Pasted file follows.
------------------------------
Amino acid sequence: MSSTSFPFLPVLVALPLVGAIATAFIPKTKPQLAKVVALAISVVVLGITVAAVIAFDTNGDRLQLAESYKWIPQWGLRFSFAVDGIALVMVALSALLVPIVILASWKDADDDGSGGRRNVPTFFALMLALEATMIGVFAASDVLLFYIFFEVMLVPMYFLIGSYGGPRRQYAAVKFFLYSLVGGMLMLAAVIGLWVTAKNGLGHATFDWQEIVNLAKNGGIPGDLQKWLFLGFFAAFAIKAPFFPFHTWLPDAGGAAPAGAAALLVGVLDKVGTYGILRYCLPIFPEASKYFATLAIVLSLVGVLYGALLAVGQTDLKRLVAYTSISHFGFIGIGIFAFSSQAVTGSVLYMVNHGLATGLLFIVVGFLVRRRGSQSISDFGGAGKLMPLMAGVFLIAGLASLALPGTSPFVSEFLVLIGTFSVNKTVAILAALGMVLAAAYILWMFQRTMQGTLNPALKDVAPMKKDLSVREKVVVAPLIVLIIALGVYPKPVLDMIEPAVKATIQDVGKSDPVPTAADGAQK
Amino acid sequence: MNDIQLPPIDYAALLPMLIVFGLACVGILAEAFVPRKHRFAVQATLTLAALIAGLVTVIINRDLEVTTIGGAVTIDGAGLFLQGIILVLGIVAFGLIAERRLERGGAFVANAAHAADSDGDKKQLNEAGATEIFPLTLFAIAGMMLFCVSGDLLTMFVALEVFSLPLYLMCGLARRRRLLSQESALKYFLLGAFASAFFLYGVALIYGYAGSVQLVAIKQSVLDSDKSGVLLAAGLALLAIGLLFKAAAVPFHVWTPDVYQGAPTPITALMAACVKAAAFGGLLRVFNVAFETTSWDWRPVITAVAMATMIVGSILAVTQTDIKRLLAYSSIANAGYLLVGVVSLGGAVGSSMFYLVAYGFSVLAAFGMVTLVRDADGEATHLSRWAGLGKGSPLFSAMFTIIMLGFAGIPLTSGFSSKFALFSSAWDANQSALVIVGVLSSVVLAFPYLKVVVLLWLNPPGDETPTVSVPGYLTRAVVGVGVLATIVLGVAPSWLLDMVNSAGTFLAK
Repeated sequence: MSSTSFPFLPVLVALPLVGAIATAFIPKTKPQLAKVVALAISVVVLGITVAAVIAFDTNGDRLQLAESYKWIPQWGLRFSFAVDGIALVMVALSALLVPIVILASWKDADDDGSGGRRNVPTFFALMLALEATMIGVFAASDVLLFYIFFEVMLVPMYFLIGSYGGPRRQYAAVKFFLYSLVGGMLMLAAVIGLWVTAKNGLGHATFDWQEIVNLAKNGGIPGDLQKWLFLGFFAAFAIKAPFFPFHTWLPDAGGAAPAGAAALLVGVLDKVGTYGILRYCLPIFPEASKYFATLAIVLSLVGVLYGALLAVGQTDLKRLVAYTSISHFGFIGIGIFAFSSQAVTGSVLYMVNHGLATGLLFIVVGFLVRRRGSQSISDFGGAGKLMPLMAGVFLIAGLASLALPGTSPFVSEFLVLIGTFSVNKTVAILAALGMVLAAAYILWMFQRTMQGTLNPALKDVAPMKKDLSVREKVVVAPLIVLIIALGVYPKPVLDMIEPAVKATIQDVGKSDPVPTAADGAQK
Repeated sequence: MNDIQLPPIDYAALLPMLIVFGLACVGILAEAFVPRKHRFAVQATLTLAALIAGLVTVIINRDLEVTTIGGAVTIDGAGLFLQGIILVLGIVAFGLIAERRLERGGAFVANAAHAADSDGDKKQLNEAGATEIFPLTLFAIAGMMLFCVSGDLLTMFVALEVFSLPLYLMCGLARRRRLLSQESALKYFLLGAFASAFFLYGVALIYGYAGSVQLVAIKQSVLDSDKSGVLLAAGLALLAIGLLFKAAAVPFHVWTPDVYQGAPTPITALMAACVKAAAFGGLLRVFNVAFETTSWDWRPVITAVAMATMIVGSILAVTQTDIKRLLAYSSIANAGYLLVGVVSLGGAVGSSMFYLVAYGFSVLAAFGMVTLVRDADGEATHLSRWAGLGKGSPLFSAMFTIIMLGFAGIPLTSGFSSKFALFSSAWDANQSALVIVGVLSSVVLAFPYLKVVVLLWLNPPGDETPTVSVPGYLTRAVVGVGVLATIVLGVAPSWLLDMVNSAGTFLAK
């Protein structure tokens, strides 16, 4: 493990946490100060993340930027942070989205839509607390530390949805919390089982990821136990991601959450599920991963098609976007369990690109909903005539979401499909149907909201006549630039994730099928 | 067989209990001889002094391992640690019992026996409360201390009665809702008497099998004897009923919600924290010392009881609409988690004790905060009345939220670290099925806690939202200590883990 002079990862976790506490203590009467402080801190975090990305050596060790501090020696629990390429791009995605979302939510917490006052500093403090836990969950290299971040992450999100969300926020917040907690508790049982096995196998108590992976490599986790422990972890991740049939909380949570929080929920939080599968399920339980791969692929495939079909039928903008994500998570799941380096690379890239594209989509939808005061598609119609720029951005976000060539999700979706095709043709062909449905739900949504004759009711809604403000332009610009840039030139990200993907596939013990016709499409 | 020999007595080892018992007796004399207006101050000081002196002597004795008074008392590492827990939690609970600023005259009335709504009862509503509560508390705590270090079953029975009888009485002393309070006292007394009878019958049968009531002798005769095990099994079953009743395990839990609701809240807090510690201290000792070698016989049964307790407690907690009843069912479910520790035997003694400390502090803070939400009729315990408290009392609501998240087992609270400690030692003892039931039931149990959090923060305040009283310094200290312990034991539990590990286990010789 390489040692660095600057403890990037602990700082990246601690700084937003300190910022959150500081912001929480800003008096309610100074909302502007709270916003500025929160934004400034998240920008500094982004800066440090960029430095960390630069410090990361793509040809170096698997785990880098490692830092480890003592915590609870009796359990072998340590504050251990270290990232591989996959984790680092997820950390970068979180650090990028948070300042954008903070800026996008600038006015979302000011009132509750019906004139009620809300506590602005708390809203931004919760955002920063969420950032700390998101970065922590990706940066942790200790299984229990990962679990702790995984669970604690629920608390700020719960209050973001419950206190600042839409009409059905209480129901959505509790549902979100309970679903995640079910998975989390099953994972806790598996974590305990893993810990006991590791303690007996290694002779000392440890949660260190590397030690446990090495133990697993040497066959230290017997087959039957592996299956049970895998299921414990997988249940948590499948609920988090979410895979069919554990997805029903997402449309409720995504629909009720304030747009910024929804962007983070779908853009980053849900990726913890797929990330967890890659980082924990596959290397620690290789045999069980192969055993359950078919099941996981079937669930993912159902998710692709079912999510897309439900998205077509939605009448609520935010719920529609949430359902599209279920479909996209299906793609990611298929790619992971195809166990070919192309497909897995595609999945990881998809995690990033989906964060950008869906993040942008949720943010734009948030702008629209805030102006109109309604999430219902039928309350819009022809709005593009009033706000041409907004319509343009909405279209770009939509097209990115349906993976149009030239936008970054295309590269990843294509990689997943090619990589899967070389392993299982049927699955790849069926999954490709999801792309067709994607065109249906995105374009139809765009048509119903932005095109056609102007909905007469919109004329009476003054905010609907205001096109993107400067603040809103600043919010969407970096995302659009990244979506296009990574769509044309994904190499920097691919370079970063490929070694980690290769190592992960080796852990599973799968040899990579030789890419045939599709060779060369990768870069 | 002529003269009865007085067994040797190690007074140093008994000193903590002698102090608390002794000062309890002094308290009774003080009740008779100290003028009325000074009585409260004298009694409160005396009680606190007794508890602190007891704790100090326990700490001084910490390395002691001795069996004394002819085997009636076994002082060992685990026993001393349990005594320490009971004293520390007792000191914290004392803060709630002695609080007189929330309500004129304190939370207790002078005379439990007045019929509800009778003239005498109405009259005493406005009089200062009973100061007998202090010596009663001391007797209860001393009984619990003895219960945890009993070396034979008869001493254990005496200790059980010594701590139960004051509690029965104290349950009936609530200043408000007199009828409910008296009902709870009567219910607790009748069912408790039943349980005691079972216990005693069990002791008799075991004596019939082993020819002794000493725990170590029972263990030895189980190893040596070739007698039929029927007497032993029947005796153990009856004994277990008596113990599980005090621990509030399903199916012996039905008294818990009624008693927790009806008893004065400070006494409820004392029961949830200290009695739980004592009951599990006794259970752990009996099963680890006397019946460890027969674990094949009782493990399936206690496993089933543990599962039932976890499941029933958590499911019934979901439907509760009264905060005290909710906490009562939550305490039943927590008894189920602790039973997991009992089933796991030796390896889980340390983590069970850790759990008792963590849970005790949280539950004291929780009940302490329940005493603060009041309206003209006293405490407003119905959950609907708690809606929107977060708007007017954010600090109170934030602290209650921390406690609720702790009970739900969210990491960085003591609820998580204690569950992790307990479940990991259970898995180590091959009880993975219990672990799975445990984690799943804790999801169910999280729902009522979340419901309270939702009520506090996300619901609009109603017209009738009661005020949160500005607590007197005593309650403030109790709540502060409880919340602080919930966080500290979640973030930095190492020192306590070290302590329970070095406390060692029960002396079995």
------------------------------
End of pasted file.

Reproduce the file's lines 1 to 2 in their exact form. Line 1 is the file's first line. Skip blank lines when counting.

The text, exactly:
Amino acid sequence: MSSTSFPFLPVLVALPLVGAIATAFIPKTKPQLAKVVALAISVVVLGITVAAVIAFDTNGDRLQLAESYKWIPQWGLRFSFAVDGIALVMVALSALLVPIVILASWKDADDDGSGGRRNVPTFFALMLALEATMIGVFAASDVLLFYIFFEVMLVPMYFLIGSYGGPRRQYAAVKFFLYSLVGGMLMLAAVIGLWVTAKNGLGHATFDWQEIVNLAKNGGIPGDLQKWLFLGFFAAFAIKAPFFPFHTWLPDAGGAAPAGAAALLVGVLDKVGTYGILRYCLPIFPEASKYFATLAIVLSLVGVLYGALLAVGQTDLKRLVAYTSISHFGFIGIGIFAFSSQAVTGSVLYMVNHGLATGLLFIVVGFLVRRRGSQSISDFGGAGKLMPLMAGVFLIAGLASLALPGTSPFVSEFLVLIGTFSVNKTVAILAALGMVLAAAYILWMFQRTMQGTLNPALKDVAPMKKDLSVREKVVVAPLIVLIIALGVYPKPVLDMIEPAVKATIQDVGKSDPVPTAADGAQK
Amino acid sequence: MNDIQLPPIDYAALLPMLIVFGLACVGILAEAFVPRKHRFAVQATLTLAALIAGLVTVIINRDLEVTTIGGAVTIDGAGLFLQGIILVLGIVAFGLIAERRLERGGAFVANAAHAADSDGDKKQLNEAGATEIFPLTLFAIAGMMLFCVSGDLLTMFVALEVFSLPLYLMCGLARRRRLLSQESALKYFLLGAFASAFFLYGVALIYGYAGSVQLVAIKQSVLDSDKSGVLLAAGLALLAIGLLFKAAAVPFHVWTPDVYQGAPTPITALMAACVKAAAFGGLLRVFNVAFETTSWDWRPVITAVAMATMIVGSILAVTQTDIKRLLAYSSIANAGYLLVGVVSLGGAVGSSMFYLVAYGFSVLAAFGMVTLVRDADGEATHLSRWAGLGKGSPLFSAMFTIIMLGFAGIPLTSGFSSKFALFSSAWDANQSALVIVGVLSSVVLAFPYLKVVVLLWLNPPGDETPTVSVPGYLTRAVVGVGVLATIVLGVAPSWLLDMVNSAGTFLAK